The Trump administration has announced that it will delay new tariffs on cars and auto parts for up to six months to allow more time to reach trade deals with the European Union and Japan.
In a proclamation issued Friday, President Trump reiterated that Secretary of Commerce Wilbur Ross had found “the present quantities and circumstances of automobile and certain automobile-parts imports threaten to impair” national security. But he said he would wait 180 days before implementing the tariffs to allow the negotiation of trade deals that would render them unnecessary. U.S. Trade Representative Robert Lighthizer will lead those negotiations with the EU and Japan.
“United States defense and military superiority depend on the competitiveness of our automobile industry and the research and development that industry generates,” said White House Press Secretary Sarah Huckabee Sanders in a statement. “If agreements are not reached within 180 days, the President will determine whether and what further action needs to be taken.”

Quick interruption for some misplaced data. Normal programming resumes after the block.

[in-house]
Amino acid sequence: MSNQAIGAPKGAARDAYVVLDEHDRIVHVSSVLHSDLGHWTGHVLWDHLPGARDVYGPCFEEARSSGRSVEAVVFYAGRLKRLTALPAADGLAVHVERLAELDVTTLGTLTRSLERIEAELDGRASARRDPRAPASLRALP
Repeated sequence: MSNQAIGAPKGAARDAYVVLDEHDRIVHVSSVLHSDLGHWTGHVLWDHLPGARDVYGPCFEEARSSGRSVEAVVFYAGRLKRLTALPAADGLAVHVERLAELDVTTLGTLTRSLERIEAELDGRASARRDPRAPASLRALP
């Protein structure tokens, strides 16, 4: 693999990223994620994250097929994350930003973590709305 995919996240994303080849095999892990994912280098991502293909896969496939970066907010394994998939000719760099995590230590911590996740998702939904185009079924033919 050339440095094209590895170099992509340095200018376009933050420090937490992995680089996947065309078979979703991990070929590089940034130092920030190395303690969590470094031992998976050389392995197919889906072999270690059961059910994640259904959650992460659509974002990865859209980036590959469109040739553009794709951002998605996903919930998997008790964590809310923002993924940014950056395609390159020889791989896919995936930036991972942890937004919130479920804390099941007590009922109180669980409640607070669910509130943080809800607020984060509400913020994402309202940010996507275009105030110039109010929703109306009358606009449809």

The auto industry has positioned itself squarely against the tariffs, saying they will hurt U.S. car companies and American consumers.
EU Trade Commissioner Cecilia Malmstrom on Friday pushed back on the Commerce Department’s claim that the tariffs would be justified on national-security grounds, saying “we completely reject the notion that our car exports are a national-security threat.”
“The EU is prepared to negotiate a limited trade agreement incl. cars, but not WTO-illegal managed trade,” she wrote in a tweet.
The EU plans to retaliate with tariffs on U.S. goods if no deal is reached and the Trump administration follows through on its threat.